SET Power Analysis


The power breakdown of various components in the design of the LEON2 Processor is shown in table 1.  The power data is calculated using Power Compiler and 0.5clk rate toggle rate applied to all the primary inputs of the design.  The tool propagates the toggle rate applied to the primary inputs throughout the netlist hierarchy.  The power excludes the power consumed by the I/O pads.  Table 1 shows the power consumed by each architectural block.

Table 1 - Power consumption of Architectural Blocks in LEON2 processor
Architectural Block
Power (mW)
Microprocessor Core (IU, Timers, UARTs, Memory controller, AMBA bus arbitration, Interrupt Controller)
Memory Blocks: Register File (136x32-bit Dual-ported SRAM), Instruction Cache - 16-kByte single-port SRAM (plus 512x26-bit SRAM Tags), Data Cache - 16-kByte single-port SRAM (plus 512x26-bit SRAM Tags)
Clock Tree (loading of CSEs, wire-loading estimate, and estimate of internal power consumed by clock buffer tree)
Total Power

Figure 1 shows the proportion of power consumed by each architectural block.  Figure 1 includes the cache memories (total cache is both data and instruction) which assume half reads/half writes every cycle to the instruction cache, and half reads/half writes to the data cache every second cycle (based on instruction mix of 50% load/store operations).  

Figure 1 - Power breakdown of LEON2 Processor

As shown in Figure 1, the caches are large consumers of power.  The register file is also a large consumer of power. This is due in part to the SPARC architecture and support of register windows and also in part to the implementation. In this design there are 136 32-bit registers, more than most RISC processors. In this implementation, the 136 32-bit register memory array is instantiated twice from the standard cell RAM generators to acheive the functionality of two simultaneous read ports. Thus, the implementation of the register file is in effect very large and consumes a large portion of the power.    Figure 2 shows just the core and clock tree power of the LEON2 Processor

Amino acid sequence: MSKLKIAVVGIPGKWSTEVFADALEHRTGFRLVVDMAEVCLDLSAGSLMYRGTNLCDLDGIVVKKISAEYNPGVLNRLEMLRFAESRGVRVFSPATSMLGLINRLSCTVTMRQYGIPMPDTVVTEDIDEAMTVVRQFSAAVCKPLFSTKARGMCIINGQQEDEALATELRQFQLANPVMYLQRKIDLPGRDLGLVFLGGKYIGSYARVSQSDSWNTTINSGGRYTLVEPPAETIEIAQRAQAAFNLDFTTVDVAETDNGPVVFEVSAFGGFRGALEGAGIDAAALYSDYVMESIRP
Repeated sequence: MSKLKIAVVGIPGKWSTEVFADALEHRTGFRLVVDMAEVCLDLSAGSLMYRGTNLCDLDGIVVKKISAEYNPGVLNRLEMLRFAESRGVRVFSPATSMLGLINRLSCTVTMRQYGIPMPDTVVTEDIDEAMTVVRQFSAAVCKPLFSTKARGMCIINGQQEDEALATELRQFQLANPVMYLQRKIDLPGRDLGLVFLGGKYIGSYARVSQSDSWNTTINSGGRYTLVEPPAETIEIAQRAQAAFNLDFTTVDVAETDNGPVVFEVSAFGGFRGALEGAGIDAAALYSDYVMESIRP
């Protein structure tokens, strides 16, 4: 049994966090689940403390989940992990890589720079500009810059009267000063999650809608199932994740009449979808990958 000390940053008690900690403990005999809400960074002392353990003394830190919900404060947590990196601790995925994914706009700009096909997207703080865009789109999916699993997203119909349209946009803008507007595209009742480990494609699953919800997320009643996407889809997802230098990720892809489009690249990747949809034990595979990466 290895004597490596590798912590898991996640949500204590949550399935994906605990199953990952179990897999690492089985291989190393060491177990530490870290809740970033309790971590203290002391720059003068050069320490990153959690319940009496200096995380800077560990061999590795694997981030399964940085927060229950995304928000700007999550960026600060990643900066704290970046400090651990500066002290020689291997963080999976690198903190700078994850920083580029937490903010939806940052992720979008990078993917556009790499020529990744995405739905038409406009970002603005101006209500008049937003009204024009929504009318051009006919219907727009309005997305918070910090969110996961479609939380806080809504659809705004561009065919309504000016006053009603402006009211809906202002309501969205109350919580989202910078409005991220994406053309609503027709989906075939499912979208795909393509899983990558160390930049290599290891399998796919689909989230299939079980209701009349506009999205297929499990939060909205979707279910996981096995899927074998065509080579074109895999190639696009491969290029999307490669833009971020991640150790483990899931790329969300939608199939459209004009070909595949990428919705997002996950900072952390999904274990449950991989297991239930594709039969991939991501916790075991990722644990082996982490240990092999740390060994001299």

Figure 2 - Power breakdown of LEON2 Processor excluding data and instruction caches

Clock Distribution Network calculation details

The method for estimating the power consumed in the clock distribution method is detail in the power analysis methodology section of the project roadmap.  Some of the equations are reproduced below for convenience.  The estimate is based on the estimated loading of an H-tree distribution network.  The values of the parameters used are detailed below.

The first step is to calculate an estimate of the Capacitance of the clock distribution network, or the H-tree.  This is shown below.

The next step is to include the capacitance estimate in the total power equation and calculate the estimated power consumed in the H-tree.

The power of the clock buffers is estimated below.  Since the final topology of the clock distribution network is not known, there is no need to use the precise numbers as shown in the equation above.  Thus an approximate number of buffers is used.  The calculation of the power of the clock buffer tree is shown below.

The total estimated power of the clock distribution network is calculated below.



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Last updated: 07/28/04.